The paints are separated by a water repellent sheet so they will never contaminate each other or stick together while wet. Viviva does recommend that you let the colors dry before fully closing the booklet, so I guess they can stick to the protective sheet when dry.
The page edges are staggered so you can see which colors are on each page. Some of these printed color tabs are less accurate than others but they give you a good idea where to go. Then next to each paint patch, you can dab a splash of the actual paint to see the true color. This is quite necessary because the paints themselves look nothing like the colors they produce on white paper! Some of the paint patches look almost metallic and remind me of photos I’ve seen of fountain pen inks that have a two-tone effect in the sheen. Viridian looks coppery but turns out to be a beautiful greenish turquoise. Peacock Blue looks like metallic purple, but turns out to be a cerulean blue.
The booklet comes with a coated sheet of extra cardboard that you can stick into the back cover and use as a mixing palette to blend colors or add more water for a lighter wash. It wipes clean afterwards, or at least mine did, but I didn’t let any paint dry there. I didn’t have it attached to the booklet when I tested it but I could see that it might be awkward to use that way. The fold-out design of my favorite pocket watercolor box (found in various artist and student-grade sets by Sennelier, Schminke, Schpirerr Farben, Arteza or available empty) is much more practical for one-handed use, if not as lightweight. There are other designs for lightweight, portable watercolor sets, such as this one, that I haven’t tried, but that look like they would be a bit easier to use than Viviva.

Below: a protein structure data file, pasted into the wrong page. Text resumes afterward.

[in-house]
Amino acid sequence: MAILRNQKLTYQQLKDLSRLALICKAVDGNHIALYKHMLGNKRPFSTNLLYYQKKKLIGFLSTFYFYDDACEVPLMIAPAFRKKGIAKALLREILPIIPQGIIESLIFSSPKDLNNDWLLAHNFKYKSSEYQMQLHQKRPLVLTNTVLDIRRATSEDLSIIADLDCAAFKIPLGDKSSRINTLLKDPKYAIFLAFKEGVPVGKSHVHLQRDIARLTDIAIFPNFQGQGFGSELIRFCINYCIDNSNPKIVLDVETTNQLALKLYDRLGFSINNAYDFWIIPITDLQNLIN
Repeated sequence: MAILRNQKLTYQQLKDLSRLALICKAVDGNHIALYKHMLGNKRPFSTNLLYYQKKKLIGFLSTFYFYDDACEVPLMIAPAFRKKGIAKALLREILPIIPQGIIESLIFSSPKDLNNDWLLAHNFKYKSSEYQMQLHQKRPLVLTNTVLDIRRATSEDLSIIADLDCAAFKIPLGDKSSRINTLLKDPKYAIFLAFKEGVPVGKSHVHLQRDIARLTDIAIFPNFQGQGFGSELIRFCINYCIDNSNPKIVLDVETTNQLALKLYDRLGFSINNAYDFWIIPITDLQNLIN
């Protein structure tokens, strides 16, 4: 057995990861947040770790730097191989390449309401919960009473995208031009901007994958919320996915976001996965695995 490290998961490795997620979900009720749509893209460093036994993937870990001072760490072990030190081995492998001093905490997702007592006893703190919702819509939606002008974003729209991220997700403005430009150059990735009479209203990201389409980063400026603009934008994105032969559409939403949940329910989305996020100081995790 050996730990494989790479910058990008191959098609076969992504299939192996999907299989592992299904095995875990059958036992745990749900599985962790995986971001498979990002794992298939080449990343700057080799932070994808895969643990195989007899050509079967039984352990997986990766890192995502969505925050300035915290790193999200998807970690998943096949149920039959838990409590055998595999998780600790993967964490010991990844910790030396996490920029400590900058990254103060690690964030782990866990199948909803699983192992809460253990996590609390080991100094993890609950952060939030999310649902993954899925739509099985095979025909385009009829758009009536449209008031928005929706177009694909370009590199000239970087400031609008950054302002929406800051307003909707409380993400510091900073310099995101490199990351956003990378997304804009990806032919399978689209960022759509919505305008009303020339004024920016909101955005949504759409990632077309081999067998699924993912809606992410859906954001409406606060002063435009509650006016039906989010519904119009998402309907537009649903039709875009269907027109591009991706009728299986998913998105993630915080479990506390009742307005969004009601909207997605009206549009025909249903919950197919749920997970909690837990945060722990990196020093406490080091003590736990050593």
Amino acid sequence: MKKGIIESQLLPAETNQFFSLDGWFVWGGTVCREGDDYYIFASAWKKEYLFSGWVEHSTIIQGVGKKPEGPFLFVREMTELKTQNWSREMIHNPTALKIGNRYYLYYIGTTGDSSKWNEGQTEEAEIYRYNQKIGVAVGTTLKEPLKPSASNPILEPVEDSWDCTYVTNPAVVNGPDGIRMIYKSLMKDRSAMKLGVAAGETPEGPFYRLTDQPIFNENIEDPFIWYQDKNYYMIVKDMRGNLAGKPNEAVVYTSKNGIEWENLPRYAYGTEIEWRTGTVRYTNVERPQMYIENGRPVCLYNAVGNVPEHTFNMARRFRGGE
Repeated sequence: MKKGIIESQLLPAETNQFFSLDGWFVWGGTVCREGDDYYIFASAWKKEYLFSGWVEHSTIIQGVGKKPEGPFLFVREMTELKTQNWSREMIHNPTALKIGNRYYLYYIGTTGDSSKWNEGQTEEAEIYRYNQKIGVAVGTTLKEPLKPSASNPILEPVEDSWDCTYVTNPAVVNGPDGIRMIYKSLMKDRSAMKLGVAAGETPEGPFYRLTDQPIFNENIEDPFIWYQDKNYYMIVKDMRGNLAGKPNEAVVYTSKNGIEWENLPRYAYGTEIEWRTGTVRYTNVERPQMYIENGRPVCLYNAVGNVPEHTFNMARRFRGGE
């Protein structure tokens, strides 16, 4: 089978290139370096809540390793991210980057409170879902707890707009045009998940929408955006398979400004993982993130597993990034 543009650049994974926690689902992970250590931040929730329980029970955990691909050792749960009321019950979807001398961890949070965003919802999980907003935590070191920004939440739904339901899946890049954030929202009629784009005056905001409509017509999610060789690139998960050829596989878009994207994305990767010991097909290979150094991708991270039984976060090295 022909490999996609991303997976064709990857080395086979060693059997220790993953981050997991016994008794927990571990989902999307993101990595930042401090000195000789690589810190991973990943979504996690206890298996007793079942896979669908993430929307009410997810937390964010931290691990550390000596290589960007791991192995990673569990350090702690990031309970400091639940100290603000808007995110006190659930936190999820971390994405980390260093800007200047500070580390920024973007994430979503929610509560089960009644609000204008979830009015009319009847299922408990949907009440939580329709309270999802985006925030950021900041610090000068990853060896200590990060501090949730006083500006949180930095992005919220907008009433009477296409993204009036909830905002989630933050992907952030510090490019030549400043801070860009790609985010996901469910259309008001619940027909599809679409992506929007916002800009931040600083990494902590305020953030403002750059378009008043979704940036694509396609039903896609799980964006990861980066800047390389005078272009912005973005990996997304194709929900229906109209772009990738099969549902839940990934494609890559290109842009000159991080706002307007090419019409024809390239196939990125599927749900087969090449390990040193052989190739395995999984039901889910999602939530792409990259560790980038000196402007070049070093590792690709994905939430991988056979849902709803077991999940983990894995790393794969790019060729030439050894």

The colors are bright and vivid. (Here I’ve tested them in the Moleskine Watercolor Notebook.) The choice of colors included is pretty good, but I found that the reds and oranges and yellows all seemed a bit too similar to me. One red was slightly warmer, but not by much. The Gold Ochre is the lightest yellow, so people used to using a more typical watercolor set might be disappointed not to have a lighter, cooler yellow, like lemon yellow. These are all more intense, like a cadmium yellow or a permanent yellow, though if you add a lot of water you can get a lighter shade, as you see in my random test page, vs. the color swatch page where I didn’t use as much water. Viviva offers another set of colors, the “Spring Set,” which offers some different shades, but I did not receive one of those to try.
The biggest downside to the Viviva Colorsheets was not apparent until I took the photographs for this review. I had done my test painting a few days earlier and didn’t re-wet anything, but as I was handling the booklet to take photos, I realized that I had pink stains all over my hands. And on my computer, and my light box, and my desk. I realized that the magenta color seemed to be leaving pink dust all over everything, and was even present inside the original packaging envelope. What I’d thought was just a quirk of how the booklet cover was printed was actually smears of magenta dust. I washed my hands, wiped things down, and then did all of that again a couple of times. This dust is insidious. (You can see the pink stains on my thumb in a couple of the photos above.)
I was going to just say that the design of the booklet makes it likely that you might get paint on your fingers while you are flipping from one color to another. And that if you’re that worried about getting paint on your fingers, you should wear gloves, or just not paint at all. Paints can be toxic, so washing your hands is necessary anyway. But this goes beyond the expected level of mess you’d get with any paints. My Viviva set arrived with no evidence of damage in the mail, and I never dropped it or bent it or did anything that would destabilize the adherence of the paint. If the colors are so unstable that they dissolve and get pink powder everywhere, that is a big fail. I can only imagine how much worse it might have been with the actual in-the-field use a portable set is presumably made for.